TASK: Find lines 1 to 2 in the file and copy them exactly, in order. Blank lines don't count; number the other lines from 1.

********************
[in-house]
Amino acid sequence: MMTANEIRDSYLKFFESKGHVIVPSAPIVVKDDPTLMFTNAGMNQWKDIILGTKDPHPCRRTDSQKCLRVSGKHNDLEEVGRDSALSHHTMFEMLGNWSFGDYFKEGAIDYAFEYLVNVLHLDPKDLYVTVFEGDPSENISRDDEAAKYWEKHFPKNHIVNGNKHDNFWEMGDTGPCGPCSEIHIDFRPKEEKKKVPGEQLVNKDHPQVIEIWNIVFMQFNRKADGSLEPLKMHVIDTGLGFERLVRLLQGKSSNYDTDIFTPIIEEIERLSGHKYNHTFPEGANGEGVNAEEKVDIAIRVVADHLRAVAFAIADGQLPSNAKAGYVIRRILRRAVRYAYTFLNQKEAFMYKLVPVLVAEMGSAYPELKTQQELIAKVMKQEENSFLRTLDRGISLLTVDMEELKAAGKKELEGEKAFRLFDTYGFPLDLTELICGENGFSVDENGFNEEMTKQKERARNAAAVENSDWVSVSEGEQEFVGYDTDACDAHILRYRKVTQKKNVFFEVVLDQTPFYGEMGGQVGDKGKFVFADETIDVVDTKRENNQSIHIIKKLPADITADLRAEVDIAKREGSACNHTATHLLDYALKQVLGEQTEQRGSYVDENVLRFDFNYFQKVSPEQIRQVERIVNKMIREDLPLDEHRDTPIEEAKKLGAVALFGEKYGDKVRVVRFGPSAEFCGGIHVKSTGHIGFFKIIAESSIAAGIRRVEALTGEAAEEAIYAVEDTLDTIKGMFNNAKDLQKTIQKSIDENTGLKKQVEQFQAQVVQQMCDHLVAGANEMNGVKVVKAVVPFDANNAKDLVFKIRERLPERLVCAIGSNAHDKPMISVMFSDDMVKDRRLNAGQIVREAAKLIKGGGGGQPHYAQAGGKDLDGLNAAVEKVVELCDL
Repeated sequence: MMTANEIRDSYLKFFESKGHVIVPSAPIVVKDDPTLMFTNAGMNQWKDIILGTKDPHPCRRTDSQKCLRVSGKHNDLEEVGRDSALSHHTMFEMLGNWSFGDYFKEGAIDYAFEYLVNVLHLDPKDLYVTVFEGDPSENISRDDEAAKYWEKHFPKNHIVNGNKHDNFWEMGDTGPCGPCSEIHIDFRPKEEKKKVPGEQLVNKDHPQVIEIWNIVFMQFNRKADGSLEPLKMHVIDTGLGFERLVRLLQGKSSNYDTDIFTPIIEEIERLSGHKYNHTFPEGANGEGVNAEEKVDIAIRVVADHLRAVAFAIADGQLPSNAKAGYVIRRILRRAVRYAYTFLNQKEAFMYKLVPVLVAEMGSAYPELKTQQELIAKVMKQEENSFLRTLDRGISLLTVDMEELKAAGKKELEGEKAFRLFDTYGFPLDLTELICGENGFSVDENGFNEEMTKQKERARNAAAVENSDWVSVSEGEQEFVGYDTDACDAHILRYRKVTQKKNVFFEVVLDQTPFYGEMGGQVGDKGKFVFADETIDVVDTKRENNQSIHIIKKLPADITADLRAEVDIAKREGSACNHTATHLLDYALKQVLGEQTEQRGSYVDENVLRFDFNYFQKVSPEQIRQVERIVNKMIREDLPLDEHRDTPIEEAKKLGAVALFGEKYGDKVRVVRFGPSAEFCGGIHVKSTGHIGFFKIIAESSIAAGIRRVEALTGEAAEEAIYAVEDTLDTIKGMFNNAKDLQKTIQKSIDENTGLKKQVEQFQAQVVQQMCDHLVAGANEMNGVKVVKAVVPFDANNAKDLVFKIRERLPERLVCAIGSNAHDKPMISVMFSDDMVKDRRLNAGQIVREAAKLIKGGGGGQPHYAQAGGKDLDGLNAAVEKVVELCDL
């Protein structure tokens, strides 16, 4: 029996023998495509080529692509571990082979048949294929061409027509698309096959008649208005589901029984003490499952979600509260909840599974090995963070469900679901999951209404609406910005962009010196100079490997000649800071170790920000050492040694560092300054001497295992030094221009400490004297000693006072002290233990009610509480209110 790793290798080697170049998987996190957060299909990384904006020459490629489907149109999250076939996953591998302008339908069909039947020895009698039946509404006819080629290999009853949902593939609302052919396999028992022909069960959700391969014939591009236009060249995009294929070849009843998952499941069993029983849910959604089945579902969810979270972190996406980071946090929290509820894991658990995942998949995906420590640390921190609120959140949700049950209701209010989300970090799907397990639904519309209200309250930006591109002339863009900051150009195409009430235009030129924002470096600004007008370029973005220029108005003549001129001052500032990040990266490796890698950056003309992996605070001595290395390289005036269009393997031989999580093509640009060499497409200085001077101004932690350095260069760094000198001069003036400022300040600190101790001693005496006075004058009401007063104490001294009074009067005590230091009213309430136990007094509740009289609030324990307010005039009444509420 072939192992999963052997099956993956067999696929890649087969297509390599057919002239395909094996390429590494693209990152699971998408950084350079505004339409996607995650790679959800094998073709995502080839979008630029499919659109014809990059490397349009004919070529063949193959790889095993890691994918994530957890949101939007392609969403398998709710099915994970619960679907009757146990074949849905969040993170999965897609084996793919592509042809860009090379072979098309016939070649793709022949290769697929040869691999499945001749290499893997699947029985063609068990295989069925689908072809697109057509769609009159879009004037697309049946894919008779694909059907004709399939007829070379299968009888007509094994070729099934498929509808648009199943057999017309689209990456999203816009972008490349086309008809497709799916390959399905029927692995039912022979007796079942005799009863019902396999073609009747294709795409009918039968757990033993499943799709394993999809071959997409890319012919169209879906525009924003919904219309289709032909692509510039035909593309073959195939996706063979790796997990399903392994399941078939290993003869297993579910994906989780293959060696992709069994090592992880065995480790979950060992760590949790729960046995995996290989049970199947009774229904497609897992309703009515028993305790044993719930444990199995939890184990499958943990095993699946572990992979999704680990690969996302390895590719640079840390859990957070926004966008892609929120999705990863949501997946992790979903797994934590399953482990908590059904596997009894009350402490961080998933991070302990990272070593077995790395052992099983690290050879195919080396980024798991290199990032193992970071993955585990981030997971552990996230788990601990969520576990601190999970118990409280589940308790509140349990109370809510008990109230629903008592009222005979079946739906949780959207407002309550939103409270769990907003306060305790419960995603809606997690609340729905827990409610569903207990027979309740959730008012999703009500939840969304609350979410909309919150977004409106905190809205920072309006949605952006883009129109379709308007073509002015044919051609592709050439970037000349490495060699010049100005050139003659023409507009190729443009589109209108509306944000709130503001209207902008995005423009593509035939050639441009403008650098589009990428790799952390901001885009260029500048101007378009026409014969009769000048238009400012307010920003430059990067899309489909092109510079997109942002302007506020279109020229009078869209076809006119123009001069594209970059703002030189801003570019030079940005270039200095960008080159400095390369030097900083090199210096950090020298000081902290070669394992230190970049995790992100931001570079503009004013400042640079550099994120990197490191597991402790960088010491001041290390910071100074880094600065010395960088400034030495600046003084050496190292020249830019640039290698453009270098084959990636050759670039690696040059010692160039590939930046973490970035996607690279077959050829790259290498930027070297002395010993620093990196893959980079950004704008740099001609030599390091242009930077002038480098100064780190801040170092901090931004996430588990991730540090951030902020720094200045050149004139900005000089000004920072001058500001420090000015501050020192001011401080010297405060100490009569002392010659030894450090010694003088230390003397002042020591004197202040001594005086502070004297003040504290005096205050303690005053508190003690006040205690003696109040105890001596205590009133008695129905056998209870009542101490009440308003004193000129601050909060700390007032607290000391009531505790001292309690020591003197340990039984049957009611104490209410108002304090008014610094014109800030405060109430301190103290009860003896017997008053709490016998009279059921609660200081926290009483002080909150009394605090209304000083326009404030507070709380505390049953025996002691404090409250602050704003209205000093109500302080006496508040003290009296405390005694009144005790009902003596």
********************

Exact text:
[in-house]
Amino acid sequence: MMTANEIRDSYLKFFESKGHVIVPSAPIVVKDDPTLMFTNAGMNQWKDIILGTKDPHPCRRTDSQKCLRVSGKHNDLEEVGRDSALSHHTMFEMLGNWSFGDYFKEGAIDYAFEYLVNVLHLDPKDLYVTVFEGDPSENISRDDEAAKYWEKHFPKNHIVNGNKHDNFWEMGDTGPCGPCSEIHIDFRPKEEKKKVPGEQLVNKDHPQVIEIWNIVFMQFNRKADGSLEPLKMHVIDTGLGFERLVRLLQGKSSNYDTDIFTPIIEEIERLSGHKYNHTFPEGANGEGVNAEEKVDIAIRVVADHLRAVAFAIADGQLPSNAKAGYVIRRILRRAVRYAYTFLNQKEAFMYKLVPVLVAEMGSAYPELKTQQELIAKVMKQEENSFLRTLDRGISLLTVDMEELKAAGKKELEGEKAFRLFDTYGFPLDLTELICGENGFSVDENGFNEEMTKQKERARNAAAVENSDWVSVSEGEQEFVGYDTDACDAHILRYRKVTQKKNVFFEVVLDQTPFYGEMGGQVGDKGKFVFADETIDVVDTKRENNQSIHIIKKLPADITADLRAEVDIAKREGSACNHTATHLLDYALKQVLGEQTEQRGSYVDENVLRFDFNYFQKVSPEQIRQVERIVNKMIREDLPLDEHRDTPIEEAKKLGAVALFGEKYGDKVRVVRFGPSAEFCGGIHVKSTGHIGFFKIIAESSIAAGIRRVEALTGEAAEEAIYAVEDTLDTIKGMFNNAKDLQKTIQKSIDENTGLKKQVEQFQAQVVQQMCDHLVAGANEMNGVKVVKAVVPFDANNAKDLVFKIRERLPERLVCAIGSNAHDKPMISVMFSDDMVKDRRLNAGQIVREAAKLIKGGGGGQPHYAQAGGKDLDGLNAAVEKVVELCDL